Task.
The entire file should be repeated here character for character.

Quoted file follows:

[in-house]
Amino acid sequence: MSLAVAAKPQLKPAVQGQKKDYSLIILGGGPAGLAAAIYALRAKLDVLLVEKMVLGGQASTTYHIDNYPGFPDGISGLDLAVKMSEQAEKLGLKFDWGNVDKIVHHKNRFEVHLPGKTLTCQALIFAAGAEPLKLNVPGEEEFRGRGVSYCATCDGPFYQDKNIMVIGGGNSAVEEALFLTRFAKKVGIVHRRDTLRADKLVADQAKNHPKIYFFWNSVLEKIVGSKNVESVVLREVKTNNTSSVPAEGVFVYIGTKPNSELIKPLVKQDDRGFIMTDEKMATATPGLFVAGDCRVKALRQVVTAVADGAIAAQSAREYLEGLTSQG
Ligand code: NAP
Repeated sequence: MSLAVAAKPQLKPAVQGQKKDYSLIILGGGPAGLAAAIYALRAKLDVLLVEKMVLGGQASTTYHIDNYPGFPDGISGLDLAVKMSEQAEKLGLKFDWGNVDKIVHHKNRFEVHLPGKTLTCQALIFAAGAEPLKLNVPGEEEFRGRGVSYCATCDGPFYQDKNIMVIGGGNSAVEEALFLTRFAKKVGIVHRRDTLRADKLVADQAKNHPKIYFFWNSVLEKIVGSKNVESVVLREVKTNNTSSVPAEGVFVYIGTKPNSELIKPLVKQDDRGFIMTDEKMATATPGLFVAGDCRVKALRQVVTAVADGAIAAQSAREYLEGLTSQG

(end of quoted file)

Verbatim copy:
[in-house]
Amino acid sequence: MSLAVAAKPQLKPAVQGQKKDYSLIILGGGPAGLAAAIYALRAKLDVLLVEKMVLGGQASTTYHIDNYPGFPDGISGLDLAVKMSEQAEKLGLKFDWGNVDKIVHHKNRFEVHLPGKTLTCQALIFAAGAEPLKLNVPGEEEFRGRGVSYCATCDGPFYQDKNIMVIGGGNSAVEEALFLTRFAKKVGIVHRRDTLRADKLVADQAKNHPKIYFFWNSVLEKIVGSKNVESVVLREVKTNNTSSVPAEGVFVYIGTKPNSELIKPLVKQDDRGFIMTDEKMATATPGLFVAGDCRVKALRQVVTAVADGAIAAQSAREYLEGLTSQG
Ligand code: NAP
Repeated sequence: MSLAVAAKPQLKPAVQGQKKDYSLIILGGGPAGLAAAIYALRAKLDVLLVEKMVLGGQASTTYHIDNYPGFPDGISGLDLAVKMSEQAEKLGLKFDWGNVDKIVHHKNRFEVHLPGKTLTCQALIFAAGAEPLKLNVPGEEEFRGRGVSYCATCDGPFYQDKNIMVIGGGNSAVEEALFLTRFAKKVGIVHRRDTLRADKLVADQAKNHPKIYFFWNSVLEKIVGSKNVESVVLREVKTNNTSSVPAEGVFVYIGTKPNSELIKPLVKQDDRGFIMTDEKMATATPGLFVAGDCRVKALRQVVTAVADGAIAAQSAREYLEGLTSQG